“Zombie” Deer Disease Could Spread to Humans, Experts Warn
"It’s possible the number of human cases will be substantial and will not be isolated events."
“Zombie deer disease” is spreading across the globe.
Known more formally as chronic wasting disease (CWD), the infection eats away at the brains of deer, elk, and moose. It causes the animals to show signs of dementia, manifesting as difficulty walking and eating, before they ultimately die — and experts are now warning that the disease could make the jump from animals to humans.
“Zombie deer disease” is spread by prions, pathogenic proteins that can’t be killed because they aren’t alive. They’re neither bacteria nor viruses, but once they infect an animal, they cause its cells to fold abnormally and clump together. Essentially, the prions “turn the brain into Swiss cheese,” evolutionary biologist Peter Larsen told VOX.
CWD spreads between animals through direct or indirect contact with an infected animal’s saliva, blood, urine, or other bodily fluids. As of January, 24 states and two Canadian provinces had reported cases of CWD, as have Norway, Finland, and South Korea.
In some locations, as many as 25 percent of animals are infected, according to the Centers for Disease Control and Prevention.
To date, no human has contracted CWD, even if they’ve eaten meat from an infected animal. However, a study published in the journal Emerging Infectious Diseases in August did show that prions from an infected animal could infect human cells in a petri dish, so experts are concerned CWD could make the leap to humans.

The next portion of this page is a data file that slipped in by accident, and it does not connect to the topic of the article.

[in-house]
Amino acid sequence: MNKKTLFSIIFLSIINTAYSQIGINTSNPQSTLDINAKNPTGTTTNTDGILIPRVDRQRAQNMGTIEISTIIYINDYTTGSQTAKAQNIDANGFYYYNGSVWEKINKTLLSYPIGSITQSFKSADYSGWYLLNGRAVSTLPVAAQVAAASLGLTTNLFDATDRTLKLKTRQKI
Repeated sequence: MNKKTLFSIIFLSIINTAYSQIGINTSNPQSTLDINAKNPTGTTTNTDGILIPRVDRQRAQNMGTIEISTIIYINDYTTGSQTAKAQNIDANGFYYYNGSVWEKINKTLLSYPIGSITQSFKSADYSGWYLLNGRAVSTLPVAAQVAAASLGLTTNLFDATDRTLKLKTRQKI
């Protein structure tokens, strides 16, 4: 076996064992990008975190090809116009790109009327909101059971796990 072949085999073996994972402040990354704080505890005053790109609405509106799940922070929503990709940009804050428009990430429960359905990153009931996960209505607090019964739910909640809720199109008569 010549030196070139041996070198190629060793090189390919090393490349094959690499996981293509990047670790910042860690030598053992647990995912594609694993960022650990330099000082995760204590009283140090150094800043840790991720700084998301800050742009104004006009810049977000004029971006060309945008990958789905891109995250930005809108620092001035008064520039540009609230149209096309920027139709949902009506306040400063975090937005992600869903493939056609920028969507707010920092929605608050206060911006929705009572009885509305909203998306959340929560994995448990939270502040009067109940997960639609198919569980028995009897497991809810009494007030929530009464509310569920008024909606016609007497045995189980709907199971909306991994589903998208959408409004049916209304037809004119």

“It is probable that human cases of chronic wasting disease associated with consumption with contaminated meat will be documented in the years ahead,” Michael Osterholm, the director of the Center for Infectious Disease Research and Policy, told the Minnesota legislature earlier this month. “It’s possible the number of human cases will be substantial and will not be isolated events.”
Another prion disease — bovine spongiform encephalopathy, better known as “mad cow disease” — did make the leap to humans following an outbreak in cattle in the 1990s, and people are still dying because of it.
As Osterholm told VOX, “We don’t want to find out 10 years from now that we should have been doing something in 2019 but didn’t.”
More on disease outbreaks: The WHO Is on the Lookout for the Disease That May Be the Next Global Pandemic
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